Capitalism and Confrontation: Critical Perspectives (Red Quill Books, 2012).
“On the Uneven Development of Radical Imagination.” Affinities (2011).
“Peasant Struggles and International Solidarity: The Case of Chiapas.” Socialist Register (2001).
• SOCI 3006 Contemporary Sociological Theory: The Marxist Tradition
• SOCI 3210/20 Special Topics: Sociology of Trumpism
• SOCI 3430 Collective Action and Social Movements
• SOCI 5804 Modern Marxist Theory
• PECO 5000 Theories of Political Economy
• PECO 6000 Core Concepts in Political Economy
Graduate Student Supervision:
As of April 2022, Justin is supervising 2 PhD students in Sociology and 1 MA student in Political Economy. He is the second reader for 9 PhD students in Sociology, Anthropology, Indigenous & Canadian Studies, Geography, Public Policy, and ICSLAC; two MA students in Political Economy and Indigenous and Canadian Studies; and one PhD student in Sociology at Concordia.
He may have more supervisory room in 2022, at which time he would be particularly interested in working with one or more incoming students studying the social histories and contradictions of settler colonialism in Canada and/or the theoretical intersections of Marxism, Indigenous Studies, and the racial capitalism literature.
Note: Although most Carleton departments have dropped their second language requirements, Dr. Paulson still expects doctoral candidates to demonstrate research proficiency in more than one language, and his supervisees are expected to develop any necessary language competencies during the course of their program.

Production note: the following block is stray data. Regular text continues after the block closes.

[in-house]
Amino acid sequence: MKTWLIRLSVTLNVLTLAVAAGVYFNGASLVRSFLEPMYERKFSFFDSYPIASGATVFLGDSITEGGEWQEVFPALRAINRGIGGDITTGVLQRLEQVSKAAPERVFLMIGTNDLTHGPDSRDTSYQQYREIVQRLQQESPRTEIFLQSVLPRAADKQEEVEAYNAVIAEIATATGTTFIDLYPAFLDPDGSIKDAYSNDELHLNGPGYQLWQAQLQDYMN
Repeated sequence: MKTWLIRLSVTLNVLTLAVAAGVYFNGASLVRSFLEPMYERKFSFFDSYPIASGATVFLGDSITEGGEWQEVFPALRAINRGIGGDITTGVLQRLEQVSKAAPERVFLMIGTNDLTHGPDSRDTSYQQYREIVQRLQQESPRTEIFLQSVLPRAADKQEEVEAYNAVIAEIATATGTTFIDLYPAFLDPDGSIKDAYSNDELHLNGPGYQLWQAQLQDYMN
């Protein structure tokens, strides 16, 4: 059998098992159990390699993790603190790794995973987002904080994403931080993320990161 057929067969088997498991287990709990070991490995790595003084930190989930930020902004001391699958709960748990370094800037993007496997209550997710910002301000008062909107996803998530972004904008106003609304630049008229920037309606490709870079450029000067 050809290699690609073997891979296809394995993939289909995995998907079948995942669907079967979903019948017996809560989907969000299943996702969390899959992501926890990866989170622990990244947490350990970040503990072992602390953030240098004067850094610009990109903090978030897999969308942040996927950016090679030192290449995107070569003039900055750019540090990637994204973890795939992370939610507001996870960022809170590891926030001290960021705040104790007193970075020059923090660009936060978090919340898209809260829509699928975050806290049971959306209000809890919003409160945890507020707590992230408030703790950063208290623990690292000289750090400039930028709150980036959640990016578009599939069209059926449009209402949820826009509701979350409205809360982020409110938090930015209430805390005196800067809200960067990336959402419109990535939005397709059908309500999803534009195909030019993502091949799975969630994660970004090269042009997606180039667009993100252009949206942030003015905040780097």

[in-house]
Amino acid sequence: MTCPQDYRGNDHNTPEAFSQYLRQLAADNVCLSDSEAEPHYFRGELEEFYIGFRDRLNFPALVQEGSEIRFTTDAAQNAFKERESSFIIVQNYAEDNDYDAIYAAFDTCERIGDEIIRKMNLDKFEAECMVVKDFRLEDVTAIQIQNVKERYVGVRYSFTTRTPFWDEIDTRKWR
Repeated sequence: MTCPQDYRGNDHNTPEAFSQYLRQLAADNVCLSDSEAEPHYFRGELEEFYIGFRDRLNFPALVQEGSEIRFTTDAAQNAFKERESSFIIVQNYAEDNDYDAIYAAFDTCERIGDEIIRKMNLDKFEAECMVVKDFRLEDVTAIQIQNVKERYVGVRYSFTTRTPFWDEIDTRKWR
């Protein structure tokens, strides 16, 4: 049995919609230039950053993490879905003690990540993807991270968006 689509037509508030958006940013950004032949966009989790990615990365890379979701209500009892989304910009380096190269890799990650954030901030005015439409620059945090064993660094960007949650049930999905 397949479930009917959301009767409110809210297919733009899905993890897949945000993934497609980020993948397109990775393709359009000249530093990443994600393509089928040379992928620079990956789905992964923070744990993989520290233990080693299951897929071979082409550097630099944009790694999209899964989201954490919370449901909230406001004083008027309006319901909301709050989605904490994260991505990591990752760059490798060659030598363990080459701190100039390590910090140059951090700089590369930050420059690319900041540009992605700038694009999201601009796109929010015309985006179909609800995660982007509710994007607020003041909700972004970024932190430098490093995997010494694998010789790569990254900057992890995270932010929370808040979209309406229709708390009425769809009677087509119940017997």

Thesis and MRE Titles of Graduates:
Dr. Jenna Amirault (Sociology/IPE), “A Political Strategy for the Liberation of Women: Socialist Feminist Political Practice”, 2020.
Dr. Michael Bueckert (Sociology/IPE), “Boycotts and Backlash: Canadian Opposition to Boycott, Divestment, and Sanctions (BDS) Movements from South Africa to Israel”, 2019 (with medal nomination).
Dr. Eloy Rivas Sánchez (Sociology/IPE), “Deportability, Labour, and Health in Canada’s Late Capitalism”, 2019 (with medal nomination).
Dr. Sabrina Fernandes (Sociology/IPE), “Crisis of Praxis: Depoliticization and Leftist Fragmentation in Brazil”, 2017 (winner of Senate medal and CALACS dissertation prize).
Dr. Aaron Henry (Sociology/IPE), “District Space: A Nineteenth Century Technique of Rule”, 2015 (with medal nomination).
Dr. Carlo Fanelli (Sociology), “Fragile Future: The Attack Against Public Services and Public Sector Unions in an Age of Austerity”, 2013.
Mikayla Sherry (Sociology), “Towards a More Critical Consciousness: Race-Making, Affect, and Counter-Knowledges”, 2019 (with medal nomination).
Yumi Kotani (IPE), “Envisioning Equity: Coalition and Partnership Strategies of Ottawa’s Equity and Inclusion Lens”, 2014 (with distinction).
Michael Bueckert (IPE), “Reification and Alternatives to Development”, 2013 (with medal nomination).
Kirsten Francescone (IPE), “Paths of Development in Bolivia: Contradictions of the Proceso de Cambio“, 2012.
Sabrina Fernandes (IPE), “The Cursinho Industry and the Advancement of the Neoliberal Agenda for Access to Education in Brazil”, 2012 (with medal nomination).
Aaron Henry (IPE), “Export Development Canada, Capital, and Political Risk: From a Keynesian to a Neoliberal Regime of Spatial Production”, 2010.
Tamara Paradis (Sociology), “Neoliberal Digitality, Labour and Leisure in an MMOG: An Ethnography and Analysis”, 2010.
MA – Major Research Essays:
Sophie Robinson (IPE), “Redistribution, Equity, and the End of Poverty…All for One Low Price? Basic Income and Social Reproduction in Canada,” 2021.
Tessa Blaikie (IPE), “From the Roots of Violence to the Roots for Allied Relationships,” 2013.
Shawna Holmes (Sociology), “The Revolution Will Not Appear in Your News Feed: An Analysis of Activism in Online Social Networking,” 2010.